“I registered for the April ACT (this got canceled and refunded), then for the June SAT (canceled and refunded), the July ACT (canceled and refunded), and the August SAT, which I ultimately decided to fly to Utah to take,” junior Nikita Manyak wrote to the Talon. “I also signed up for the October SAT, which I am going to take back in Utah, and the October ACT, which I may or may not take in Vegas.” 

Going test-optional is far different from not taking scores into consideration at all. In making this ambiguous move, many colleges have created a pool of confused students willing to go to extreme lengths to take their standardized exams, even during a pandemic. A large number of students, like Manyak, have even taken the pains to get in a plane and travel to a testing center one or more states away. 

However, not every student has the ability to cross state lines to administer their registered exams. The students who are able to do that are given a significant advantage over those who cannot leave their home state just for a test. There is a clear advantage given to upper middle class students, who can easily afford to spend time traveling to other states, rather than students who simply cannot consider crossing state borders to take standardized tests.

For those testing centers that are still open, testing conditions are strictly enforced. Students are not permitted to enter without a mask and must be seated at least six feet away from each other. Gloves, hand sanitizers, and other personal protection equipment are highly recommended and centers advise students to stay home if they do not feel well. Testing centers will also ask students to verbally answer a short survey when they reach the entrance of the center; any student who refuses to or does not clearly answer these questions will be denied entry into the testing room. The list of questions can be found on the College Board website below their statement.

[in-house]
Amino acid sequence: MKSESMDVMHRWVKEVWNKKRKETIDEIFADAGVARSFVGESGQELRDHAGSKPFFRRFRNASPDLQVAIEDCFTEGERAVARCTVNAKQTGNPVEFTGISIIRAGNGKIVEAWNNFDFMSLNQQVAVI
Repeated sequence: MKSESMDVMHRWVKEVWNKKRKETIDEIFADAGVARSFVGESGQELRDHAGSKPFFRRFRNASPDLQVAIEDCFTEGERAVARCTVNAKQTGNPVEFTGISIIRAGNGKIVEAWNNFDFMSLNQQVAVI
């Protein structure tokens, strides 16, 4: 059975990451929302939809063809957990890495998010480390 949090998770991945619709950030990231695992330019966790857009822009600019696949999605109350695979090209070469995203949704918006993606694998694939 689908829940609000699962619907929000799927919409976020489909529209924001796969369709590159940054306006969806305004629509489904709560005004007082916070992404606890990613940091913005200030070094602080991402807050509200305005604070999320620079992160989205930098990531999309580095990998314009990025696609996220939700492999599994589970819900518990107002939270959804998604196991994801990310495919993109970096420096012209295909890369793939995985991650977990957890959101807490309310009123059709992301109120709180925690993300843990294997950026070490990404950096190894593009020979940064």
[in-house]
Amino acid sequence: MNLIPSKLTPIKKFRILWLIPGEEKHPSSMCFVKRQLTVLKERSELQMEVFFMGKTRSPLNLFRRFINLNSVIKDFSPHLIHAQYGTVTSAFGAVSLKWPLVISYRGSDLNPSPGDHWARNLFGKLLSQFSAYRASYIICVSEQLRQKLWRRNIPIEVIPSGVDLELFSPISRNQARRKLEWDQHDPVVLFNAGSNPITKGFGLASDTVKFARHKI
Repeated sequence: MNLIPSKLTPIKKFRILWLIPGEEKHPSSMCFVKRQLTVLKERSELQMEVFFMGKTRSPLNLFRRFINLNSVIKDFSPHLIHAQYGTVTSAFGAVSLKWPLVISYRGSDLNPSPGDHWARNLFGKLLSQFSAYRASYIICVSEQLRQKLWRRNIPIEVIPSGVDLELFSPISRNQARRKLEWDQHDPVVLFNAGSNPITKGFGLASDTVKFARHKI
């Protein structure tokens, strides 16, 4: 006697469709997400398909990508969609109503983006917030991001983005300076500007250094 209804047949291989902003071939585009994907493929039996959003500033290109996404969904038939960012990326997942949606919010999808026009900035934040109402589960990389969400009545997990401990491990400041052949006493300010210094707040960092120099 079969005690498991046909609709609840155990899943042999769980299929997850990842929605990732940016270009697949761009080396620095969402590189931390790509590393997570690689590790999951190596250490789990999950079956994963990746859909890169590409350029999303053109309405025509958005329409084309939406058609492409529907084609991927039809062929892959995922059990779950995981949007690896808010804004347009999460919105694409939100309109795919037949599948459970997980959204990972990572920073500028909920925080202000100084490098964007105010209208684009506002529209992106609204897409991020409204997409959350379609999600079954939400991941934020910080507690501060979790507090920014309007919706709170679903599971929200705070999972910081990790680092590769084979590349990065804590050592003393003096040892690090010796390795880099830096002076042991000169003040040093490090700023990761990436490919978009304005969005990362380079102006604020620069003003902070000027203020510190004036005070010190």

Similar to the SAT tests, ACT officials are also enforcing strict health rules at their testing centers. However, there is a wider variety of testing dates available, with the next four dates being Oct. 10, 17, 24, and 25.

Rising COVID-19 cases in California have prompted the shutdown of nearly every testing center, with the majority of them offering refunds and a select few scheduled for makeup exam dates. Additional colleges listed as test-optional for the 2020-2021 school year are Rice University, Hofstra University, UChicago, George Washington University, and Emory. An updated list of colleges and universities going test optional for fall 2021 admissions can be found here.

Additionally, all eight Ivy League schools are going test-optional for the SAT/ACT as well as the SAT Subject Tests, with the exception of Yale not considering the latter at all in their admission process.

Senior Krisha Thakur took her SAT exam last October before the pandemic hit the United States.

“I have not noticed any difficulty in submitting my scores,” Thakur wrote to the Talon. “Colleges have worked hard to make this process as simple as possible!” 

Though colleges are rapidly reevaluating their admissions processes in response to the rising COVID-19 cases, junior Aita Sharifi believes that while the majority of colleges will inevitably go test-optional or blind, not every single one will. 

“The SAT and ACT tests are inherently a huge determining factor for many applicants trying to get into college and receive scholarships because they have been ingrained into our admissions process for so long,” Sharifi said. “Colleges that are more competitive, in my opinion, probably will not be going test-blind for the reason that there are too many applicants in their admission process. It will be harder for students to get in with lesser admission criteria because there will be more competition for them to beat.”

It is likely that college admissions will change in the near future because of the COVID-19 pandemic, and many might be influenced by their renewed admission criteria. It is safe to say that we can expect to see an increase in the number of test-optional colleges as COVID-19 cases rise. Though once a prevalent standard for college admission, standardized testing is slowly becoming more and more obsolete during this pandemic, and it is not far off to state that this may become the new norm for future generations.